What was “Nickel Sunday?”
a. The Sunday when every family in the Church contributed a nickel to offset Sunday school expenses
b. The play used by the first basketball team to win the All Church tournament
c. The fifth Sunday of every month when the priesthood and Relief Society met together in a joint meeting
d. The fifth Sunday of the month
a. A shotgun fired.
At 9:13 this morning the usual early-morning serenity of East Temple Street was decidedly disturbed owning to the fact that Superintendent Brown of the Western Union Telegraph company was observed to rush frantically out of the office armed with an old reliable shotgun, the contents of which belched forth in two resounding reports. A small boy in the near vicinity dived for an adjacent doorway, his juvenile brain probably having grasped the idea that a holdup or bank robbery was in progress.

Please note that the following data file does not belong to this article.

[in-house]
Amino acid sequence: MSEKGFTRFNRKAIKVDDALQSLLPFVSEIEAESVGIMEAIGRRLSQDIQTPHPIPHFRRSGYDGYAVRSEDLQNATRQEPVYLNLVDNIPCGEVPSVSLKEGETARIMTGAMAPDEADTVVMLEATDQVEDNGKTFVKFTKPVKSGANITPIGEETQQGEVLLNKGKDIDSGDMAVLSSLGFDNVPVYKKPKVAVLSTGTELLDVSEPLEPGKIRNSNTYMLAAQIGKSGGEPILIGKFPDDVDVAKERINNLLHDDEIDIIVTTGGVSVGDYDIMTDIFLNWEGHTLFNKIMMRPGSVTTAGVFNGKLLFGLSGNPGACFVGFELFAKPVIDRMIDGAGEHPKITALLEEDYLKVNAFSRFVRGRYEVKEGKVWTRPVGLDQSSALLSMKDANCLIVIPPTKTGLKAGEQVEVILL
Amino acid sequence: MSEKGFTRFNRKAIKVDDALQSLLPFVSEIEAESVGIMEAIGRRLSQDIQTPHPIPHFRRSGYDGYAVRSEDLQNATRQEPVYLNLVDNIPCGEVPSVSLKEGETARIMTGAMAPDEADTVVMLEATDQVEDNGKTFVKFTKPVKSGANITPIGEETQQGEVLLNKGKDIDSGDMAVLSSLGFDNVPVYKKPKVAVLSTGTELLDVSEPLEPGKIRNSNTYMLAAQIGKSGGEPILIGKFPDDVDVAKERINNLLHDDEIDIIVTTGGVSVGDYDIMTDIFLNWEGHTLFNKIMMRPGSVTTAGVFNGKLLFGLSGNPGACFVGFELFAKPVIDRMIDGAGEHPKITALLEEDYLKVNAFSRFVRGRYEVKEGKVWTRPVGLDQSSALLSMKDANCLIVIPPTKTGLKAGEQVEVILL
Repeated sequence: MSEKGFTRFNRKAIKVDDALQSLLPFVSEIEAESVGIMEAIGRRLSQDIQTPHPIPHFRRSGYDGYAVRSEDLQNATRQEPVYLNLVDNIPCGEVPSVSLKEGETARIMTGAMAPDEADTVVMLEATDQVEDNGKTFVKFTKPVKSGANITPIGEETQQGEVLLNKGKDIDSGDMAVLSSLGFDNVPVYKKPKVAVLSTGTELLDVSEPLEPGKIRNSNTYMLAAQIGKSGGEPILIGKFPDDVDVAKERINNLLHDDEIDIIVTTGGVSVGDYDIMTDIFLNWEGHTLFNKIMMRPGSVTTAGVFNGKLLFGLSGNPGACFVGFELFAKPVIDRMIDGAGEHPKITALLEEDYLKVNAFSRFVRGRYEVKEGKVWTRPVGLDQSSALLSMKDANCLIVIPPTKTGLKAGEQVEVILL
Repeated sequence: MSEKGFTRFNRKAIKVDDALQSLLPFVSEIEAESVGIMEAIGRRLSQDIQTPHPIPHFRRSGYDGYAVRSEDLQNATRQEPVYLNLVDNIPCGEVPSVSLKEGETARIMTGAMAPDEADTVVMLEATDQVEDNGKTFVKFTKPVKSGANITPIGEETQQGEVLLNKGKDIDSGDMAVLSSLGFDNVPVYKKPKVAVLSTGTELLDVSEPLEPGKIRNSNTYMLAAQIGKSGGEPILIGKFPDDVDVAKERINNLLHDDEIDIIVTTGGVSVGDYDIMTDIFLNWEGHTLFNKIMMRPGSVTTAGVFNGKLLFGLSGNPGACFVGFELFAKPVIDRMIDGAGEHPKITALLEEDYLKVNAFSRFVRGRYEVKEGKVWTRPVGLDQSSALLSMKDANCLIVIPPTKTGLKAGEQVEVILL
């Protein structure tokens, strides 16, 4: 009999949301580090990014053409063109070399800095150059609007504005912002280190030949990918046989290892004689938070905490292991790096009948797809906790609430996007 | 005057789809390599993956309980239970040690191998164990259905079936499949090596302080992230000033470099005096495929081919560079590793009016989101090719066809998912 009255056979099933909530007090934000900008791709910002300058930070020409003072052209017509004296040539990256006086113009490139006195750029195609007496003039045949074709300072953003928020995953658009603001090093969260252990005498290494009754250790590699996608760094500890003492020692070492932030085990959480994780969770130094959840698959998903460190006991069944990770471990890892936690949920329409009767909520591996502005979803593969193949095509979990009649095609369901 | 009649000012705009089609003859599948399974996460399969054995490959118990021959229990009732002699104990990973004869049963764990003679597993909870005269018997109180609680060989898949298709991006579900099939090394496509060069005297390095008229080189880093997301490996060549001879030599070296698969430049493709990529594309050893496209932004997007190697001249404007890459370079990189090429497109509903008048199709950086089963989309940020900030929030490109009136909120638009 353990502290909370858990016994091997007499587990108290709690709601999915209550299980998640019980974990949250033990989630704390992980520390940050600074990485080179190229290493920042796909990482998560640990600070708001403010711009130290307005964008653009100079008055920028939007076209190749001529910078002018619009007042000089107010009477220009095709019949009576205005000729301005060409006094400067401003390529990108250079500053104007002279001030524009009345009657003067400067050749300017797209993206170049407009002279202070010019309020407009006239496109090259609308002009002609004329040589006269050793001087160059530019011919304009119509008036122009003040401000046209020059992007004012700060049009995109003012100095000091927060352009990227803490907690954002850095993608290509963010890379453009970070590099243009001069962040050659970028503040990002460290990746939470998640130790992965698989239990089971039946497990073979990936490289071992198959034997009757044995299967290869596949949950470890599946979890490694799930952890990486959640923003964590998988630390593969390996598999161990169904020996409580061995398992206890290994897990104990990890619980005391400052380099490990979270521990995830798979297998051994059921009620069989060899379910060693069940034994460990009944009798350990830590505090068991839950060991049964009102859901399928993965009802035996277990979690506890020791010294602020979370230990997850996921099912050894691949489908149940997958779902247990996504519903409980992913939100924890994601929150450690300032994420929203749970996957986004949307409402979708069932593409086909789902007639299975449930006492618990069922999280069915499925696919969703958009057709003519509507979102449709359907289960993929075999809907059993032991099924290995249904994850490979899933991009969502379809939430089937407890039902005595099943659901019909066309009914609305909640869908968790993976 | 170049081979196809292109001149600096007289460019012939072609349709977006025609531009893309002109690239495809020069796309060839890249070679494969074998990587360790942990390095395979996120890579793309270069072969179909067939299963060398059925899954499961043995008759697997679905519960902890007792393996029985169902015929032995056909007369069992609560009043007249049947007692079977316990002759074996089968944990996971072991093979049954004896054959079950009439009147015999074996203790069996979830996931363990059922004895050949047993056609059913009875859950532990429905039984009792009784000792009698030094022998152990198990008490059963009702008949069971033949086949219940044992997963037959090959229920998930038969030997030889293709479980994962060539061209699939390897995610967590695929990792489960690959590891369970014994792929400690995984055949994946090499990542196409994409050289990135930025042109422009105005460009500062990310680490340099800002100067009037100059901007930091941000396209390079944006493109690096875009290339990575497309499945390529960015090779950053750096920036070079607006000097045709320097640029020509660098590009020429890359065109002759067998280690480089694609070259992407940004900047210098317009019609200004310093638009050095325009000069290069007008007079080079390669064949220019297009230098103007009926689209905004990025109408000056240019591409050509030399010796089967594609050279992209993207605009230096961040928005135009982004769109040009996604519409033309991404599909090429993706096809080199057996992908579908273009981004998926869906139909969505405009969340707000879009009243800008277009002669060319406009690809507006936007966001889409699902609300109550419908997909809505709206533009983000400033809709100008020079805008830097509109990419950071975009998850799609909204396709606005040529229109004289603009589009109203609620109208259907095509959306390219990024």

After the excitement had subsided somewhat, it dawned on the rapidly accumulation crowd that the Chief Magistrate [President Cleveland] in Washington had signed the Statehood Proclamation. [The crowd] showed their appreciation of the fact by giving vent to a cheer. The news spread like wildfire, and on all sides’ merchants proceeded to decorate their stores and building with national emblems, bunting, and Old Glory. Messrs. George M. Scott and Cunningham & Company erected some temporary but effective steam whistles outside their respective places of business. The Stars and Stripes were strung across from the east and west towers to the [Salt Lake] Temple.
Chronicles of Courage, Lesson Committee (Salt Lake City: Talon Printing, 1996) Vol. 7, 190-191.